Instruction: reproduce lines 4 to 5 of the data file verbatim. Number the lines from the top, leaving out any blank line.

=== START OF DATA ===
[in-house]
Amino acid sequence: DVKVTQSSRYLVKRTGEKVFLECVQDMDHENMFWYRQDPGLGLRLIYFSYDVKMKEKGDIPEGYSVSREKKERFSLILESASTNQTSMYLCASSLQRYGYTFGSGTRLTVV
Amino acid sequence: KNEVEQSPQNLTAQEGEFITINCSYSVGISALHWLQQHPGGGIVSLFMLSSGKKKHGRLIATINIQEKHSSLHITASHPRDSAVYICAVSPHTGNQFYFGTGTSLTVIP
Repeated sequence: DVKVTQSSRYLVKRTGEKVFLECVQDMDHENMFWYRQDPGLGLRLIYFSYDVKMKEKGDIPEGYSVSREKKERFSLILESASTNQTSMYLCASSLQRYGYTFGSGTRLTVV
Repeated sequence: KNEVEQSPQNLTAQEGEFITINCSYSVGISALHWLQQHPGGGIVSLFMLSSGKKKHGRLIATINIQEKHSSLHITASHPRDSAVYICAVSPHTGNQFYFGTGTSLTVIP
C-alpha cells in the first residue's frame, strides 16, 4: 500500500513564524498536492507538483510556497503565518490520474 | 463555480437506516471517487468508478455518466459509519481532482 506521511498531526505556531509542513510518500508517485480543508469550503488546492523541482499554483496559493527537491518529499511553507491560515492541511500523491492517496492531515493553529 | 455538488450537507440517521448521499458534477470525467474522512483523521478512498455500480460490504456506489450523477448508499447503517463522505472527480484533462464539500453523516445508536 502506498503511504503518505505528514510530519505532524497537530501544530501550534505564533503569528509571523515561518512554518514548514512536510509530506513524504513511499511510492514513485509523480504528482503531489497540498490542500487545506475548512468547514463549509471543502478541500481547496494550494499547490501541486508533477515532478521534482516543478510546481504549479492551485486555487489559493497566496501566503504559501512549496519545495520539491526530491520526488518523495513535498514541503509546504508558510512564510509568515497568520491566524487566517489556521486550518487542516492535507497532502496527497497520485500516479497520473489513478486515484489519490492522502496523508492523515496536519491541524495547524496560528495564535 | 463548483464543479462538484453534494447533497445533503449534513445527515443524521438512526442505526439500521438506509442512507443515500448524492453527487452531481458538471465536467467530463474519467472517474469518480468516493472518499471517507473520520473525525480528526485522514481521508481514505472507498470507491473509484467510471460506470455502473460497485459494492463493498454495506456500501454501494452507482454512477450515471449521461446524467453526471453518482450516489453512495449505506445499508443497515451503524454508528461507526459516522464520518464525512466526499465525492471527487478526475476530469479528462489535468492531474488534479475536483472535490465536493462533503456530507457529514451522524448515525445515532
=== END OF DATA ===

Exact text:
Repeated sequence: DVKVTQSSRYLVKRTGEKVFLECVQDMDHENMFWYRQDPGLGLRLIYFSYDVKMKEKGDIPEGYSVSREKKERFSLILESASTNQTSMYLCASSLQRYGYTFGSGTRLTVV
Repeated sequence: KNEVEQSPQNLTAQEGEFITINCSYSVGISALHWLQQHPGGGIVSLFMLSSGKKKHGRLIATINIQEKHSSLHITASHPRDSAVYICAVSPHTGNQFYFGTGTSLTVIP